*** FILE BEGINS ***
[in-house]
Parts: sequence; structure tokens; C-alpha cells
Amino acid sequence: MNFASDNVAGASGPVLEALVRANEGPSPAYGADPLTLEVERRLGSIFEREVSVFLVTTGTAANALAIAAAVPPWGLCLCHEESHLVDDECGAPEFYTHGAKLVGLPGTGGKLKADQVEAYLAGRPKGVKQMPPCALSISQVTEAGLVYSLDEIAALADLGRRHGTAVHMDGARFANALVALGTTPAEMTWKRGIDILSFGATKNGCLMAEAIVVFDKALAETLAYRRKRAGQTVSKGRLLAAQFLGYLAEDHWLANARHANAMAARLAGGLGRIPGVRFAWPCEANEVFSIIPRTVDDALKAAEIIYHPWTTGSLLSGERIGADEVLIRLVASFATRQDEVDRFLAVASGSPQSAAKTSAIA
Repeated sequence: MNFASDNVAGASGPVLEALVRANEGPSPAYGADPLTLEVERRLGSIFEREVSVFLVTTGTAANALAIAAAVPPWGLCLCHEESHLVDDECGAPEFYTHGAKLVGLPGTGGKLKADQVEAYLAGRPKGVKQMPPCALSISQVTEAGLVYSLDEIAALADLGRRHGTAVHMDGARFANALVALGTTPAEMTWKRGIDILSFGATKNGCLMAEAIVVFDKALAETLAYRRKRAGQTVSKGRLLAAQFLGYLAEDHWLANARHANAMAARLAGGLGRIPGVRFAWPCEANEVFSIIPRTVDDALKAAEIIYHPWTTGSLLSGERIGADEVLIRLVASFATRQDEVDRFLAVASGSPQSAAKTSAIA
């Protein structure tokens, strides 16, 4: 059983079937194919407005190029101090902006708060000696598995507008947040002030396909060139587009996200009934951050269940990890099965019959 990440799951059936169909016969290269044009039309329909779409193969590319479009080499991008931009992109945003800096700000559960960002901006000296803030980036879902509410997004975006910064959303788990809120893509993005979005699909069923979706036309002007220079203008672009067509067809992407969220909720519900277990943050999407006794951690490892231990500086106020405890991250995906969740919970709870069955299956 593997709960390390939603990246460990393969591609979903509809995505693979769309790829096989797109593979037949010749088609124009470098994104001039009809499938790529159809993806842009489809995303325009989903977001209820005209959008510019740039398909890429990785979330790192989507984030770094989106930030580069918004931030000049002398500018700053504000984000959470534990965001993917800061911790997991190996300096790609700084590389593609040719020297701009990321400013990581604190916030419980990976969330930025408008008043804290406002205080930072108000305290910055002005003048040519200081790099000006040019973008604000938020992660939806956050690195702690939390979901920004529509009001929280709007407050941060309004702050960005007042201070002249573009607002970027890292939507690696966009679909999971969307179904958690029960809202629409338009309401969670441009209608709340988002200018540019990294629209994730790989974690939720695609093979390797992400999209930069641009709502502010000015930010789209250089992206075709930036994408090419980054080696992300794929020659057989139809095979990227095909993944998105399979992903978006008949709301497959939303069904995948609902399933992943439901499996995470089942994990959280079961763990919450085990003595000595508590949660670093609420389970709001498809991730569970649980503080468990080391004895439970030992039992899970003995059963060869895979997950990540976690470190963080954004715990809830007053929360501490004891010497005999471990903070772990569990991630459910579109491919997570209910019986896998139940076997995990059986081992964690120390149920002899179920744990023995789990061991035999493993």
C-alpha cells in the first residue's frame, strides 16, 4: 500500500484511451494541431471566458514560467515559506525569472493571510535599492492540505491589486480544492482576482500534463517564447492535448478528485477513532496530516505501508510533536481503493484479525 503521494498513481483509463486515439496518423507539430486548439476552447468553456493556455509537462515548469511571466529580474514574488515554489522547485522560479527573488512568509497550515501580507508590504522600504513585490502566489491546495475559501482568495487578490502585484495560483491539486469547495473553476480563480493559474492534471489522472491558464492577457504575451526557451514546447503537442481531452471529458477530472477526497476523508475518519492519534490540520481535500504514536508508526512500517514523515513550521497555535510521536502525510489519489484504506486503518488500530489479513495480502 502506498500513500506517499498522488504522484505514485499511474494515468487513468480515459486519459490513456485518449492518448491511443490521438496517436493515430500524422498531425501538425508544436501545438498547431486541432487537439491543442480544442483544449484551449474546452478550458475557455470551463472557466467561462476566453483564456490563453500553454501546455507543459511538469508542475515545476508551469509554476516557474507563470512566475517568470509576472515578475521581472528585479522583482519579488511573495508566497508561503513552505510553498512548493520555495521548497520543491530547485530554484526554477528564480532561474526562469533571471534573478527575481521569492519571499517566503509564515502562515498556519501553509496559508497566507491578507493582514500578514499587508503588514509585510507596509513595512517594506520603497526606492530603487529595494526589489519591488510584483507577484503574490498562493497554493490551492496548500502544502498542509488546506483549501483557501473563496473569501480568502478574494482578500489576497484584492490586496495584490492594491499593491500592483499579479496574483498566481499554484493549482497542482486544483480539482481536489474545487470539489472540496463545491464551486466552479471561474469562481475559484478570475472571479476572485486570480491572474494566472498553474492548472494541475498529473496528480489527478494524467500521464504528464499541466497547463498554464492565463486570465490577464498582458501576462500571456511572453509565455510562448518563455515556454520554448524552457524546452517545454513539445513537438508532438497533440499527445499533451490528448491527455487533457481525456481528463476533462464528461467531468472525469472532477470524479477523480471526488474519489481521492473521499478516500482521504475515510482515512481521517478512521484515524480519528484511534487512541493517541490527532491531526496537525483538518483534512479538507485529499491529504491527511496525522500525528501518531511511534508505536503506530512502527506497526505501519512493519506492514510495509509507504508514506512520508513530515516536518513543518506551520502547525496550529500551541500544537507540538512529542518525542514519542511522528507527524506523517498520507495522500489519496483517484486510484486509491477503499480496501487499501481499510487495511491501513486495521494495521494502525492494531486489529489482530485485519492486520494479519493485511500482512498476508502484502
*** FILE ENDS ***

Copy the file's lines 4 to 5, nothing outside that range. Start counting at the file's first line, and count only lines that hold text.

Repeated sequence: MNFASDNVAGASGPVLEALVRANEGPSPAYGADPLTLEVERRLGSIFEREVSVFLVTTGTAANALAIAAAVPPWGLCLCHEESHLVDDECGAPEFYTHGAKLVGLPGTGGKLKADQVEAYLAGRPKGVKQMPPCALSISQVTEAGLVYSLDEIAALADLGRRHGTAVHMDGARFANALVALGTTPAEMTWKRGIDILSFGATKNGCLMAEAIVVFDKALAETLAYRRKRAGQTVSKGRLLAAQFLGYLAEDHWLANARHANAMAARLAGGLGRIPGVRFAWPCEANEVFSIIPRTVDDALKAAEIIYHPWTTGSLLSGERIGADEVLIRLVASFATRQDEVDRFLAVASGSPQSAAKTSAIA
């Protein structure tokens, strides 16, 4: 059983079937194919407005190029101090902006708060000696598995507008947040002030396909060139587009996200009934951050269940990890099965019959 990440799951059936169909016969290269044009039309329909779409193969590319479009080499991008931009992109945003800096700000559960960002901006000296803030980036879902509410997004975006910064959303788990809120893509993005979005699909069923979706036309002007220079203008672009067509067809992407969220909720519900277990943050999407006794951690490892231990500086106020405890991250995906969740919970709870069955299956 593997709960390390939603990246460990393969591609979903509809995505693979769309790829096989797109593979037949010749088609124009470098994104001039009809499938790529159809993806842009489809995303325009989903977001209820005209959008510019740039398909890429990785979330790192989507984030770094989106930030580069918004931030000049002398500018700053504000984000959470534990965001993917800061911790997991190996300096790609700084590389593609040719020297701009990321400013990581604190916030419980990976969330930025408008008043804290406002205080930072108000305290910055002005003048040519200081790099000006040019973008604000938020992660939806956050690195702690939390979901920004529509009001929280709007407050941060309004702050960005007042201070002249573009607002970027890292939507690696966009679909999971969307179904958690029960809202629409338009309401969670441009209608709340988002200018540019990294629209994730790989974690939720695609093979390797992400999209930069641009709502502010000015930010789209250089992206075709930036994408090419980054080696992300794929020659057989139809095979990227095909993944998105399979992903978006008949709301497959939303069904995948609902399933992943439901499996995470089942994990959280079961763990919450085990003595000595508590949660670093609420389970709001498809991730569970649980503080468990080391004895439970030992039992899970003995059963060869895979997950990540976690470190963080954004715990809830007053929360501490004891010497005999471990903070772990569990991630459910579109491919997570209910019986896998139940076997995990059986081992964690120390149920002899179920744990023995789990061991035999493993």